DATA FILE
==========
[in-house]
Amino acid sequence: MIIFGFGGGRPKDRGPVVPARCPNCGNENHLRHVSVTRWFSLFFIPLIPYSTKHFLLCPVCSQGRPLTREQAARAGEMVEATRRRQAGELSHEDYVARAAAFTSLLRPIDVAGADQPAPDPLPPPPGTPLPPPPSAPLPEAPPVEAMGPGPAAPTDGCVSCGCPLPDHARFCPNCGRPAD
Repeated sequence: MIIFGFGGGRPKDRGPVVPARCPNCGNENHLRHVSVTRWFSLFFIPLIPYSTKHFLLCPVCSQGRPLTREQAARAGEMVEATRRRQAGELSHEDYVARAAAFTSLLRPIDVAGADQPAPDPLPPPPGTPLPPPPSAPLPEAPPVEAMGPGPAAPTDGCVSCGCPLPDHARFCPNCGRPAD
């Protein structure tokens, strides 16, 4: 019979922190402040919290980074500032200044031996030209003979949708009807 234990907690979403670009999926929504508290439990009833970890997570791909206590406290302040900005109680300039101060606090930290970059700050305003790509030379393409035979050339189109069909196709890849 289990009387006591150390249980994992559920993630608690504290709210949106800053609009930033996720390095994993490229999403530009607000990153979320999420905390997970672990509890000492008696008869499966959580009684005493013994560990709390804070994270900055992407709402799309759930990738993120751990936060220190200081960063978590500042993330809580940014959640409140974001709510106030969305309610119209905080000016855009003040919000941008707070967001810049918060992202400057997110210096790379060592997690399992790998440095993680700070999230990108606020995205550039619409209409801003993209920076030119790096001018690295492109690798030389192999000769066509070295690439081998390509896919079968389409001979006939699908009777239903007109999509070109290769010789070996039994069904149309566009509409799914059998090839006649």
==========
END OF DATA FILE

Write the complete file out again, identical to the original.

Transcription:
[in-house]
Amino acid sequence: MIIFGFGGGRPKDRGPVVPARCPNCGNENHLRHVSVTRWFSLFFIPLIPYSTKHFLLCPVCSQGRPLTREQAARAGEMVEATRRRQAGELSHEDYVARAAAFTSLLRPIDVAGADQPAPDPLPPPPGTPLPPPPSAPLPEAPPVEAMGPGPAAPTDGCVSCGCPLPDHARFCPNCGRPAD
Repeated sequence: MIIFGFGGGRPKDRGPVVPARCPNCGNENHLRHVSVTRWFSLFFIPLIPYSTKHFLLCPVCSQGRPLTREQAARAGEMVEATRRRQAGELSHEDYVARAAAFTSLLRPIDVAGADQPAPDPLPPPPGTPLPPPPSAPLPEAPPVEAMGPGPAAPTDGCVSCGCPLPDHARFCPNCGRPAD
């Protein structure tokens, strides 16, 4: 019979922190402040919290980074500032200044031996030209003979949708009807 234990907690979403670009999926929504508290439990009833970890997570791909206590406290302040900005109680300039101060606090930290970059700050305003790509030379393409035979050339189109069909196709890849 289990009387006591150390249980994992559920993630608690504290709210949106800053609009930033996720390095994993490229999403530009607000990153979320999420905390997970672990509890000492008696008869499966959580009684005493013994560990709390804070994270900055992407709402799309759930990738993120751990936060220190200081960063978590500042993330809580940014959640409140974001709510106030969305309610119209905080000016855009003040919000941008707070967001810049918060992202400057997110210096790379060592997690399992790998440095993680700070999230990108606020995205550039619409209409801003993209920076030119790096001018690295492109690798030389192999000769066509070295690439081998390509896919079968389409001979006939699908009777239903007109999509070109290769010789070996039994069904149309566009509409799914059998090839006649």